Photo-1 Photo-2 Photo-3 Photo-4 Photo-5 Photo-6

@brentmc79

@brentmc79

Full-time web developer. Part-time smart ass.

I'm Brent Collier.

After a year and a half as an engineer on Twitter's Trust & Safety team, I'm looking for my next gig. Contact me if you know of something interesting.

#

backgroundrb troubles

Posted on 09/16/2008

So I recently spent several days upgrading an outdated backgroundrb install to the latest version.  The Backgroundrb documentation is a bit sparse, so needless to say, I quickly became an active member of the mailing list.

Actually, to be honest, I didn't end up joining the mailing list until after I spent nearly an entire day pulling my hair out over a very strange bug.

Basically, I would create a new worker, send it some work to do, and then nothing would happen.  The code looked something like this:

key = MiddleMan.new_worker(:worker => :prince_xml_worker, :worker_key => worker_key)
    worker = MiddleMan.worker(:prince_xml_worker, key)
    worker.async_build_pdf(:arg => html_string) 
    

(I was working on pdf generation in case you couldn't tell)

A little tailing of the background_debug log told me that I was requesting work on an invalid worker.  An invalid worker?  How could it not be valid?  I just created the freakin thing.  I thought maybe the key was wrong or something, so I added a debugger after the 'new_worker' line and tested it out.  To my frustration, the generated key was perfectly valid, as was the worker retrieved from the middleman.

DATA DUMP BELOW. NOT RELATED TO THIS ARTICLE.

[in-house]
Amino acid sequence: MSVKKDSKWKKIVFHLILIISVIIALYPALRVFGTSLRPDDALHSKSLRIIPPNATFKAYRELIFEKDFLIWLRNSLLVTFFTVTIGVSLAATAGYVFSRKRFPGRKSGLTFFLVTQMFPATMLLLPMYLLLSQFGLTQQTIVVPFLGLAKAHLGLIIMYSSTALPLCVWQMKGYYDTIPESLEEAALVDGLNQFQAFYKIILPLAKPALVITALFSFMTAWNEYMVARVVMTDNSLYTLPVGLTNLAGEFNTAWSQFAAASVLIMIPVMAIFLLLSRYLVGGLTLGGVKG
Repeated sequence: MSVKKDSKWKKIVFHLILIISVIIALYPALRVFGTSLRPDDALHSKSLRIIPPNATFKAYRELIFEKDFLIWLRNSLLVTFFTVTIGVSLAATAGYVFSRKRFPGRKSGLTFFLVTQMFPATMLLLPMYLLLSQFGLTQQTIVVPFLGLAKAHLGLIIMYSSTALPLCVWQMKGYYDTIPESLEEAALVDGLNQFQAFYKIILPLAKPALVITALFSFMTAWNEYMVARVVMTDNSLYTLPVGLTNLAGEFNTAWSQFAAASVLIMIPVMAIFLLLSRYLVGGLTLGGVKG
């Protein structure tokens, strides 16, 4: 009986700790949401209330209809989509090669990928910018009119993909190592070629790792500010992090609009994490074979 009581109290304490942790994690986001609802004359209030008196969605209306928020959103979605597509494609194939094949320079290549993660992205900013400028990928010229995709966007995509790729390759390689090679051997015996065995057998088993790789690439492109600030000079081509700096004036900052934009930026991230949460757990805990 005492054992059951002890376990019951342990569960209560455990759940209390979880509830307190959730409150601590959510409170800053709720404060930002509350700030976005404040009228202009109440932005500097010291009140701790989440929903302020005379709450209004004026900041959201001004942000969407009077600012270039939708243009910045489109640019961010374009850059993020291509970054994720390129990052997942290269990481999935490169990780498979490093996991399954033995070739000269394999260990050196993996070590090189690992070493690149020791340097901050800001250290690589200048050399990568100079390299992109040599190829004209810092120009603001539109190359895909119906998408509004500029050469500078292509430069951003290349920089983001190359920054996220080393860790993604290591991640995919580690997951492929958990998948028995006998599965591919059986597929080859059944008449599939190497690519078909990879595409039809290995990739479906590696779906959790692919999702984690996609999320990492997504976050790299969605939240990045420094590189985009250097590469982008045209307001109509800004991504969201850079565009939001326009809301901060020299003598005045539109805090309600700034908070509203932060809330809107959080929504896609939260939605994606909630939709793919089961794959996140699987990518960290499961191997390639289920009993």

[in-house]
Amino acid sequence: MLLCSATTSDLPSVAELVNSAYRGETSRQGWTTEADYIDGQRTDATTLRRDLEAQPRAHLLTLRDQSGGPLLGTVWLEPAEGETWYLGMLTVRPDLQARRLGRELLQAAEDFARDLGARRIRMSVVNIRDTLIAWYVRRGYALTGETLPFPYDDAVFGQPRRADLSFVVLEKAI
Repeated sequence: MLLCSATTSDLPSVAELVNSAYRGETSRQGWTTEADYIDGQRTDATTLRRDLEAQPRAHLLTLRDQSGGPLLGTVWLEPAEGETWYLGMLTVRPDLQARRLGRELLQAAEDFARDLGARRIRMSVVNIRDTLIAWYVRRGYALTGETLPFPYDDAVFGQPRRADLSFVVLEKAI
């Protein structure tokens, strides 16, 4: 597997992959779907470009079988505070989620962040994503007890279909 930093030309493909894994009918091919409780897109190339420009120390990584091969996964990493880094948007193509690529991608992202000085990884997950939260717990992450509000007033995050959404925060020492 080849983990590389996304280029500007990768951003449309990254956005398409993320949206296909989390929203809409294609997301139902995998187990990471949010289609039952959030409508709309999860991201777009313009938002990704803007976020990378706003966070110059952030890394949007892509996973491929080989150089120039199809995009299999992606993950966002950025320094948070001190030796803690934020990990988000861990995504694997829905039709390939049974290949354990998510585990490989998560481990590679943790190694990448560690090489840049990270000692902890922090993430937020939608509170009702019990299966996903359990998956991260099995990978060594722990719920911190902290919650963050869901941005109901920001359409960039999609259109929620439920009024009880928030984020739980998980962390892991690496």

WTF?

I even managed to call the async worker method from the console and it worked perfectly.  But anytime that I would remove the debugger and let it run its course, nothing would happen.  It seemed ridiculous at first, but I thought maybe it just needs a second before its ready.  Nah...  That couldn't be it.  Just for kicks I put in a half-second sleep call where the debugger was previously, like so:

key = MiddleMan.new_worker(:worker => :prince_xml_worker, :worker_key => worker_key)
    worker = MiddleMan.worker(:prince_xml_worker, key)
    sleep(0.5)
    worker.async_build_pdf(:arg => html_string) 
    

...and it worker perfectly.  

This just seemed crazy, so I got on the mailing list, described my problem and had a response within the hour.  I couldn't believe it, but i was right.  It said that if you're developing on OSX that backgroundrb basically needs a split second to start up the worker, before it can be used.  Since only our development environments were OSX, I conditionally enabled the sleep command based on the RAILS_ENV.  Unfortunately, our staging server, which is a Gentoo machine had the same problem, so I had to update the code accordinly.

ALSO...

Whatever you do, don't put 'puts' statements in your workers.  I ran into the situation where my debugging of code was actually causing it to break, which wasted more time than I'd care to admit.